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“Reason to Believe” – A Subjective Term (In the context of ‘Arrest’ under CGST ACT,2017)

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“Reason to Believe” – A Subjective Term (In the context of ‘Arrest’ under CGST ACT,2017)
By: Anuj Bansal
NEHA BANSAL
January 22, 2021
All Articles by: Anuj Bansal       View Profile
NEHA BANSAL       View Profile
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Word ‘Arrest’ can be considered synonym of horror, panic, distress and worry. Under GST Law, a number of arrests are being done these days. Provision of arrest should be exercised by GST officers with utmost caution. In fact, Writ petitions are also getting filed in Supreme Court and High Courts challenging Constitutional validity of Section 69 and 132 of CGST Act. Recently, in the case of Devendra Dwivedi Vs. Union of India & Ors. [2021 (1) TMI 302 - SUPREME COURTDt. 07.01.2021, the Supreme Court dismissed writ petition under Article 32 of the Constitution of India, challenging constitutional validity of certain provisions of CGST 2017, pertaining to powers of inspection, search, seizure, arrest and penalties & prosecution. It was held that, it would be appropriate to approach High Court for remedy by way of a petition under Article 226 of the Constitution of India, so that the Hon’ble Supreme Court has the benefit of the considered view of the jurisdictional High Court.

Writ petition has also been filed in Bombay High Court, in December 2020, challenging provisions of Arrest under CGST Act.  According to petitioner, “Section 69 of the Central GST Act is arbitrary since it gives powers to GST commissioners to arrest a person if he has ‘Reasons to Believe’ that the person has claimed fraudulent ITC. Commissioners can order up to five years of arrest of a person who he has reasons to believe is engaged in fraudulent claims. ‘Reasons to Believe’ are subjective in nature and are prone to misuse.”

Although, in a latest order dated 08.01.201021, Delhi High Court in case of Dhruv Krishan Maggu & K.P & Sons vs. Union of India & Ors., [2021 (1) TMI 330 - DELHI HIGH COURT] has upheld that  Sections 69 of arrest and 132  of the CGST Act are constitutional and fall within the legislative competence of Parliament.

As stated above arrest can be made u/s 69 of CGST Act, if Commissioner has ‘Reasons to Believe’ that a person has committed any specific offence as specified in certain clause of Section 132 of CGST Act. Usage of words, ‘Reason to Believe’ is not new in taxation laws. In the past also it has created lot of litigation and confusions. Under almost every tax statue this term is used, e.g. in Income tax Act, u/s 147 of Income Escaping Assessment; in Central Excise Act 1944, u/s 13 of Power to Arrest; in Customs Act 1962, u/s 110 of Seizure of goods, documents and things, term ‘Reason to believe’ is used.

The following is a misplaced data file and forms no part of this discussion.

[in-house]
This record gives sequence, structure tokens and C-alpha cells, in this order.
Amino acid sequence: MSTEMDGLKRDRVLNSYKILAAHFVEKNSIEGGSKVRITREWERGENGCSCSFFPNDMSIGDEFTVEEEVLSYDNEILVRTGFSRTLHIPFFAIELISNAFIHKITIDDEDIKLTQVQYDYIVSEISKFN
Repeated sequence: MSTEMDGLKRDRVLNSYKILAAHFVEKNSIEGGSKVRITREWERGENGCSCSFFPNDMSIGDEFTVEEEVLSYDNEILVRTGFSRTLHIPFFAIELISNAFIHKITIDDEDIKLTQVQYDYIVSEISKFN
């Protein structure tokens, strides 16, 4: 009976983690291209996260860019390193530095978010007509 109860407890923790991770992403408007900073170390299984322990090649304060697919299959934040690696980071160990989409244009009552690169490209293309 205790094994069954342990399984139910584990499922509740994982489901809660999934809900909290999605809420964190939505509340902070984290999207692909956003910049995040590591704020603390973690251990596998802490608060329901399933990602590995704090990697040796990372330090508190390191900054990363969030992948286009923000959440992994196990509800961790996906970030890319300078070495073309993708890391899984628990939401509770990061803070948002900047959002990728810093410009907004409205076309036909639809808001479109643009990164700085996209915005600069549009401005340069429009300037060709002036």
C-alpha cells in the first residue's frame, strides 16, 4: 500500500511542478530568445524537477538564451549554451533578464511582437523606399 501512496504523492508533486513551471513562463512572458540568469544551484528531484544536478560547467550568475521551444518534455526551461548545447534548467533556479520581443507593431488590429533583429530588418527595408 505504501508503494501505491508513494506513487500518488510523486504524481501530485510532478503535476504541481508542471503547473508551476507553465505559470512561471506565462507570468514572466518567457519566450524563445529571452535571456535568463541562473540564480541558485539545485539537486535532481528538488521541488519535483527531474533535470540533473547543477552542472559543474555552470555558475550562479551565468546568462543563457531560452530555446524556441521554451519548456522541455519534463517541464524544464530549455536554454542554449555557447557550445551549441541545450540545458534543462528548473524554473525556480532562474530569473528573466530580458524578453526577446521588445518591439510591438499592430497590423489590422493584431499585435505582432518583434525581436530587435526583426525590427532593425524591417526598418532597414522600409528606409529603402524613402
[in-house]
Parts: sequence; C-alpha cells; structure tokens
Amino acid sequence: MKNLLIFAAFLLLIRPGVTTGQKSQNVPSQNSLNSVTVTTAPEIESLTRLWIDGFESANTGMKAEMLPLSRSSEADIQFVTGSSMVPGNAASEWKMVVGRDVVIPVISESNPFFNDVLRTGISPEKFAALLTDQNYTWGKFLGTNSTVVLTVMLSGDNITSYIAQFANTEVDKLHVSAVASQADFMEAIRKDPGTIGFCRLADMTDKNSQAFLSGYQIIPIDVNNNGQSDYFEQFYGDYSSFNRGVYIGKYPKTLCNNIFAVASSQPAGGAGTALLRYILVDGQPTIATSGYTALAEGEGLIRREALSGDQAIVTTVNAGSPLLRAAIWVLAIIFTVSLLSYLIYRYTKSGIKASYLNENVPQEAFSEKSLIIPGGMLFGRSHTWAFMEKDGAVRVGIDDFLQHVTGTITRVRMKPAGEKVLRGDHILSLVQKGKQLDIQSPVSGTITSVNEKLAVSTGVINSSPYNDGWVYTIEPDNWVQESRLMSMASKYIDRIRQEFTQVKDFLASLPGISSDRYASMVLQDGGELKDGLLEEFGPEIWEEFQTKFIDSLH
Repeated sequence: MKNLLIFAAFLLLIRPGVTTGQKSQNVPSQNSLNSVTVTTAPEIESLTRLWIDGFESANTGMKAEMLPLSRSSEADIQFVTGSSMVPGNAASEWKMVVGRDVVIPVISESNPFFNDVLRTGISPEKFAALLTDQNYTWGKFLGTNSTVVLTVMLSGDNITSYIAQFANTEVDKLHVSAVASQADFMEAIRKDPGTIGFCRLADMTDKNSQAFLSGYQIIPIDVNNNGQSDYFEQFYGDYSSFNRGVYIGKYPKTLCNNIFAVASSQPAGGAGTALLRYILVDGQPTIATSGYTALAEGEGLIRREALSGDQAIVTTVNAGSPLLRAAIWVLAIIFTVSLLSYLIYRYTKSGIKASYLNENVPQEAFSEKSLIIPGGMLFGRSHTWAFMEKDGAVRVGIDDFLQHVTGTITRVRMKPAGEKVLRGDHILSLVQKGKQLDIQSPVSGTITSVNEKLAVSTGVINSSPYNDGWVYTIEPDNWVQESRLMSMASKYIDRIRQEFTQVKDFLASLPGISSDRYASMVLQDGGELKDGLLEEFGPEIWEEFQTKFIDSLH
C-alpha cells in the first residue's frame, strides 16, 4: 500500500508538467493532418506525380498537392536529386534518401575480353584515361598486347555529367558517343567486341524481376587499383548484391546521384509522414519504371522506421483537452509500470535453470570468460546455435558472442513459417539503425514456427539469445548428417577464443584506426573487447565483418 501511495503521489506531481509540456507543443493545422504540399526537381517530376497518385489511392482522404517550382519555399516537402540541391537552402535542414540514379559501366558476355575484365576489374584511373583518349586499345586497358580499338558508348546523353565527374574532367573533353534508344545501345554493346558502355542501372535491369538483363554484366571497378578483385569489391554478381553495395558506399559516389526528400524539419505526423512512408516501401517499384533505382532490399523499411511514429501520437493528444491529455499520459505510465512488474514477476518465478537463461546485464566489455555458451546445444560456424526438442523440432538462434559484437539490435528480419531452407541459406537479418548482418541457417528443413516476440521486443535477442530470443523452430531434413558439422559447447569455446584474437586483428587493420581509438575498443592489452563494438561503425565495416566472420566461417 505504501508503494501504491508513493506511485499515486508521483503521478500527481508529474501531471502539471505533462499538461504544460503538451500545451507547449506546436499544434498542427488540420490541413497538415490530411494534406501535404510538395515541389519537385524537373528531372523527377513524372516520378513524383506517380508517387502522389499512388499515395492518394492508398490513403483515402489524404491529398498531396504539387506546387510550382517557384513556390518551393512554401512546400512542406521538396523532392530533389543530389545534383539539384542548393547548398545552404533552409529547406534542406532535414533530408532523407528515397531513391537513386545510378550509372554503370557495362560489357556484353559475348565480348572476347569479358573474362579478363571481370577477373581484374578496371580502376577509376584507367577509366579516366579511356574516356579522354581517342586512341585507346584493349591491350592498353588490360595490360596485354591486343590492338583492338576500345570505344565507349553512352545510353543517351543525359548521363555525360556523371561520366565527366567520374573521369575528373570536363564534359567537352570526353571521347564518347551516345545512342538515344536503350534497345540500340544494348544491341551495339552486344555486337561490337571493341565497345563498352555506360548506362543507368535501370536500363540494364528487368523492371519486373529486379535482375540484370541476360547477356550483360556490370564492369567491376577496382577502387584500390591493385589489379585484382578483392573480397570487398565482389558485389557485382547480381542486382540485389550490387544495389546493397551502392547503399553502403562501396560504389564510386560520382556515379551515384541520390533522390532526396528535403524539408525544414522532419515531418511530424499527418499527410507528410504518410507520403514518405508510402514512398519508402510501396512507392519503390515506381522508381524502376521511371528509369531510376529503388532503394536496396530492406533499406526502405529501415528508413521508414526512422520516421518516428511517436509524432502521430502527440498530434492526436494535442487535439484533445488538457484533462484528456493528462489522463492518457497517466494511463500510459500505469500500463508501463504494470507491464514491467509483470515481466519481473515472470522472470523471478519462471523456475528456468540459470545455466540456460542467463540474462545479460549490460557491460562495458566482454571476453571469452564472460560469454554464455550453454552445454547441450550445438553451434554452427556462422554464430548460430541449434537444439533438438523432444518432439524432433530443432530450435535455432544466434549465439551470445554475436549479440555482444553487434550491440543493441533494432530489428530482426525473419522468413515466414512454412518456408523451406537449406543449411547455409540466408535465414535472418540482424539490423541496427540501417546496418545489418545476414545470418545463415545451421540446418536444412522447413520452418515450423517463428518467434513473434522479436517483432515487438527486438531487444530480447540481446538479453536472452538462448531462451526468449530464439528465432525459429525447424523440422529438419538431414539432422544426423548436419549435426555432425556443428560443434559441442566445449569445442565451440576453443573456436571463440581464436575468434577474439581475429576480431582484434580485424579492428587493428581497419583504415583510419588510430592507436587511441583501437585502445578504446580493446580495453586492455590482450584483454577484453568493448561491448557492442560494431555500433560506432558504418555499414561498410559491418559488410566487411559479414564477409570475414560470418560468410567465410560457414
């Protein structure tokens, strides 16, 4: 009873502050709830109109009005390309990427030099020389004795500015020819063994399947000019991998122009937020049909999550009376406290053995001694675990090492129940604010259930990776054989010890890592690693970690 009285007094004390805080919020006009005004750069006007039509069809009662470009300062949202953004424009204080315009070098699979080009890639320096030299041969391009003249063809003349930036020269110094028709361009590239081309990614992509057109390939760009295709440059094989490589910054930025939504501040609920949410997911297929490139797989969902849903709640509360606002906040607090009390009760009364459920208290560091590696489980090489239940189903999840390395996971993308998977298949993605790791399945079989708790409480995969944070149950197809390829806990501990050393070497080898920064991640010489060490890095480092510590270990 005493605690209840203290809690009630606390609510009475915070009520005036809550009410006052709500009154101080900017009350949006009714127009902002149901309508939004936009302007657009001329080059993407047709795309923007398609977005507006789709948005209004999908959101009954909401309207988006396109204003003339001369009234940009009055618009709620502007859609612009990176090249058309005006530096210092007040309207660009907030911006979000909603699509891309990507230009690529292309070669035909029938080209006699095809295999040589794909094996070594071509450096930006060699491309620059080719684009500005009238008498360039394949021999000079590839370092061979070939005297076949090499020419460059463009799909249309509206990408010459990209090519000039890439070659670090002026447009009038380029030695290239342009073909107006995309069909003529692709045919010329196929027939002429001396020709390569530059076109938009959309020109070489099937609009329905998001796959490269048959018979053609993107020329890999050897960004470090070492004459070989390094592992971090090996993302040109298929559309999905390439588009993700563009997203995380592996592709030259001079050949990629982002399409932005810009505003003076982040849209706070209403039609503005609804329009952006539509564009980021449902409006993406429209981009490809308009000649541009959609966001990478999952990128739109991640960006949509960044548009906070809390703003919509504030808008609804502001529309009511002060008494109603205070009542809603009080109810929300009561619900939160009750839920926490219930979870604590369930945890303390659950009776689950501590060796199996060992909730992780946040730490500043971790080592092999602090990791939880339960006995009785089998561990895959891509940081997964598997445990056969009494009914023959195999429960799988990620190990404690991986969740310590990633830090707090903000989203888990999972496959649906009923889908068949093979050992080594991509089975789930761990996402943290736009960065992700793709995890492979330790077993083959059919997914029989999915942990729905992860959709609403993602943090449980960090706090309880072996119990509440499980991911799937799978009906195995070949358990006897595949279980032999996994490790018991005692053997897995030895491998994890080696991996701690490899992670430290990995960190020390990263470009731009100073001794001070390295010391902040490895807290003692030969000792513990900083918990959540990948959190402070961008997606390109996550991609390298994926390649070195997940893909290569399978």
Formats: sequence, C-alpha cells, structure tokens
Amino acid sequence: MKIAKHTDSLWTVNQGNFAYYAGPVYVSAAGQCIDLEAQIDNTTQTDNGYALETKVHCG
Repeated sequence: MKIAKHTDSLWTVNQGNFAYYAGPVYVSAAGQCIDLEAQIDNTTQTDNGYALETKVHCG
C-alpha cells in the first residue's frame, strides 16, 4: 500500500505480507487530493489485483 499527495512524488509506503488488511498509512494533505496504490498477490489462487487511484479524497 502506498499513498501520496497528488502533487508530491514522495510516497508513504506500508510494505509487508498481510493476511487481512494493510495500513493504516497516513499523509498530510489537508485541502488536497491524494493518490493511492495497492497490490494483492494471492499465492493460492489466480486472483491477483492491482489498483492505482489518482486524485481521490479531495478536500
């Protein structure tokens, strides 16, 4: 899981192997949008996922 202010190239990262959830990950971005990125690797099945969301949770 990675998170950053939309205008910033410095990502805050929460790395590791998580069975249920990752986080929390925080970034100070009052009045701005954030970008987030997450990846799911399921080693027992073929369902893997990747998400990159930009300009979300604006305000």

Let’s start with understanding meaning of term ‘Reason to Believe’. According to Section 26 of IPC, “A person is said to have “Reason to believe” a thing, if he has sufficient cause to believe that thing but not otherwise. In tax statues nowhere this term has been defined. On the basis of settled case laws, we can interpret its meaning hereunder. Though case laws pertain to different statues but principles shall be applicable for all the provisions where the legislatures have granted “reason to believe” power to the officers.

  1. ‘Reason to Believe’ should not be construed as subjective term

1. INCOME-TAX OFFICER, I WARD, DISTT. VI, CALCUTTA, AND OTHERS VERSUS LAKHMANI MEWAL DAS [1976 (3) TMI 1 - SUPREME COURT]

In this landmark decision, Apex Court held that “……the expression ‘Reason to Believe’ does not mean a purely subjective satisfaction on part of the Income Tax officer. The reason must be held in good faith. It cannot be merely pretence”.

2. M/S. TATA CHEMICALS LTD. VERSUS COMMISSIONER OF CUSTOMS (PREVENTIVE) JAMNAGAR [2015 (5) TMI 557 - SUPREME COURT]

“….Suffice is to say that these expressions have been held not to mean the subjective satisfaction of the officer concerned. Such powers given to the concerned officer is not an arbitrary power and has to be exercised in accordance with the restraints imposed by law.” 

3. N NAGENDRA RAO & CO. VERSUS STATE OF AP [1994 (9) TMI 316 - SUPREME COURT]

Apex Court observed in this case, “The expression ‘reason to believe’ has been interpreted by this Court to mean that even though formation of opinion may be subjective but it must be based on material on the record. It cannot be arbitrary, capricious or whimsical.”

4. SHEO NATH SINGH VERSUS APPELLATE ASSISTANT COMMISSIONER OF INCOME-TAX (CENTRAL) , CALCUTTA, AND OTHERS [1971 (8) TMI 6 - SUPREME COURT]

“…….There can be no manner of doubt that the words “reason to believe” suggest that the belief must be that of an honest and reasonable person based upon reasonable grounds and that the Income tax officer may act on direct or circumstantial evidence but not on mere suspicion, gossip or rumor.”

  1. ‘Reason to Believe’ should be recorded

 It is established in many cases that tax officer must record ‘reason to believe’ though it is not necessary to communicate the same to assessee.

1. Director General of Income Tax (Investigation), Pune and Ors. V. Spacewood Furnishers Private Limited, 2015 (5) TMI 483 - SUPREME COURT